A Financial Miracle or Just an Old-Fashioned Price Correction?

With gold bullion down more than $100.00 from its record high of $1,033 an ounce… with oil falling $10.00 after reaching $111.00 a barrel… rumor on the street has it that Fed Chairman Bernanke has been able to steer the U.S. away from a severe recession and relieve the panic building in the banking system.

Yes, Bernanke has taken some of the most aggressive financial steps since the Great Depression to calm the storm. The Fed took the unusual step of swapping U.S. Treasuries for banks’ non-liquid mortgage-back securities. It has reduced interest rates quickly. The Fed even lent money to securities firms and bailed out Bear Stearns. (If you’ve heard the rumors that Merrill Lynch is at risk, no fear; Bernanke can bail out them, too!)

The Federal Reserve, in taking all these unusual and aggressive steps, is trying to change the course of financial history and give us a financial miracle. I do believe that it is doing a great job to alleviate the concerns about the stock market and the economy. But just because commodities prices finally got “whacked” last week doesn’t mean that we are out of the woods. The fact is that we are already in a recession.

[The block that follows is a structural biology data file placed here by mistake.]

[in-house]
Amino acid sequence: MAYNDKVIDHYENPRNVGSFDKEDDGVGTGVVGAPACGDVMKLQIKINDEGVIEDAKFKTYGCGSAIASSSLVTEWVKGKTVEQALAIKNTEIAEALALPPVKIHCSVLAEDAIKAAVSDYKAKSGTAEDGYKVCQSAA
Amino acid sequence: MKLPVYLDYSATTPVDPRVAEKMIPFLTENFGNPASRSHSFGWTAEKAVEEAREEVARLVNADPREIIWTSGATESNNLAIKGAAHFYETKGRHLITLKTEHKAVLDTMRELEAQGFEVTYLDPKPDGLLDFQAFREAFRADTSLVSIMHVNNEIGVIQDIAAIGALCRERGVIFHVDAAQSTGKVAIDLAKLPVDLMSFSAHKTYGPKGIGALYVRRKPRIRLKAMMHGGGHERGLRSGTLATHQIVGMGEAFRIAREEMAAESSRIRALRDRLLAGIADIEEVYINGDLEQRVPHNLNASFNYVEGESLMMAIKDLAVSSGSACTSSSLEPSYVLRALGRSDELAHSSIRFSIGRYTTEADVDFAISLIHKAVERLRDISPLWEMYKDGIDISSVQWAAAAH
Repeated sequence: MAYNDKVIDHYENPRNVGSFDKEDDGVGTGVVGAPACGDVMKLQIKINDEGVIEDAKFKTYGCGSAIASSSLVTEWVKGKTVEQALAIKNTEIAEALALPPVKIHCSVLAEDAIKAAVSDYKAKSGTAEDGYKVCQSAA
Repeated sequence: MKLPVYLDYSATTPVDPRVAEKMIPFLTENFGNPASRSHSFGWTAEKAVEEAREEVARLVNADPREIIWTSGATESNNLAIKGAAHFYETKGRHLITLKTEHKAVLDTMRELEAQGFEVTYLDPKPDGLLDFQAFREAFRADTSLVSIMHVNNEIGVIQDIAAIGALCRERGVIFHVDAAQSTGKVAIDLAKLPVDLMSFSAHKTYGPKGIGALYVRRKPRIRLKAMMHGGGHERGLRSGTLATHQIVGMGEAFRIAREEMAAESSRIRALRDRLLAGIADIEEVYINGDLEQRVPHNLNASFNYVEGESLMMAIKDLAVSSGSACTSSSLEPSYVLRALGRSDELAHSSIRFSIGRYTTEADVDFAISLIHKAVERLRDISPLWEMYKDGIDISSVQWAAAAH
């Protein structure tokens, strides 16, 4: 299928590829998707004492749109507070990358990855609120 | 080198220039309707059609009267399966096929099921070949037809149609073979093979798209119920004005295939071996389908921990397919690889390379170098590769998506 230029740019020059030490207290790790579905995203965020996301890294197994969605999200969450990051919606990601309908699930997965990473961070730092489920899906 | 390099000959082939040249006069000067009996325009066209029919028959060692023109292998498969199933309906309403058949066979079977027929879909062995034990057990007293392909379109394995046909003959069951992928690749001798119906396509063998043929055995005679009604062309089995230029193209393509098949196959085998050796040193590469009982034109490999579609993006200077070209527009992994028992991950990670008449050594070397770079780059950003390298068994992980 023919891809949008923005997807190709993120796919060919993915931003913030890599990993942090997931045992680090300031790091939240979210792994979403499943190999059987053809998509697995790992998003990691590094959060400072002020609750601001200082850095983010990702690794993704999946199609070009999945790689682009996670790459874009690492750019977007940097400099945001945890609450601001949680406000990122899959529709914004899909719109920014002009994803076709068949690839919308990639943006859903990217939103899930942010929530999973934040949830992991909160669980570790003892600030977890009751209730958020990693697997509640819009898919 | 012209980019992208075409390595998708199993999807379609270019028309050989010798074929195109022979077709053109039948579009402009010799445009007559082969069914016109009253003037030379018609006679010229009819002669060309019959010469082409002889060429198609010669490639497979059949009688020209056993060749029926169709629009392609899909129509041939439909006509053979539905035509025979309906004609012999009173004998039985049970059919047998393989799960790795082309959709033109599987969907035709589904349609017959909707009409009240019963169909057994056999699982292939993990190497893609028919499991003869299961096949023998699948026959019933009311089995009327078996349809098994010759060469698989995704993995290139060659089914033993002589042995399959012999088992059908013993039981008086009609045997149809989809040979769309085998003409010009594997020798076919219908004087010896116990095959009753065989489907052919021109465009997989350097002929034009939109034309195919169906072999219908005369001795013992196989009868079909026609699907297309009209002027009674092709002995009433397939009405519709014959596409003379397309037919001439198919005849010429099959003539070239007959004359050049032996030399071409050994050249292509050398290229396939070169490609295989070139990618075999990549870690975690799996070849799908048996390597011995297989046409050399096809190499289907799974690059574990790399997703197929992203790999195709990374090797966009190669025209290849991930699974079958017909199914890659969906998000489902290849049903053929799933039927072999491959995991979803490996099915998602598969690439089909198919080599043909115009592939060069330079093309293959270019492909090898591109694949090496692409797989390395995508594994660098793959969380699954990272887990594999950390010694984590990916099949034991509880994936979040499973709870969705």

Traders and market commentators have very short-term memories. Yes, gold is down 10%, but it is still up 240% from the start of its bull market. As for oil, it is down 10%, too. But if we take $15.00 a barrel as the starting price of oil’s bull market, oil is still up 567%!

As I wrote late last week, gold bullion has risen so much so quickly that it could fall to $800.00 an ounce and still not break any major support lines. If we use the 50% retracement rule, gold would have to fall $650.00 an ounce for the bull market in bullion to be over.

Yes, Bernanke is doing a great job. As a market watcher, he has been quicker to react than his predecessor was. And for the good of all of us, I hope the worse is behind us for the banking crisis.

But I believe that the bull markets in the commodities markets, especially gold, silver and platinum, are far from over. I believe that those commodities have a lot more to do with the U.S. dollar than with the economy. And as long as the Fed keeps bailing everyone out, more U.S. dollars will be needed to be created. This will result in greater demand for the hard money assets. The bottom line: I believe that we are simply witnessing a long overdue correction in the commodities markets where prices have gotten too far ahead of themselves. In a glass half full, half empty scenario, I see opportunity for investors in quality precious metals stocks.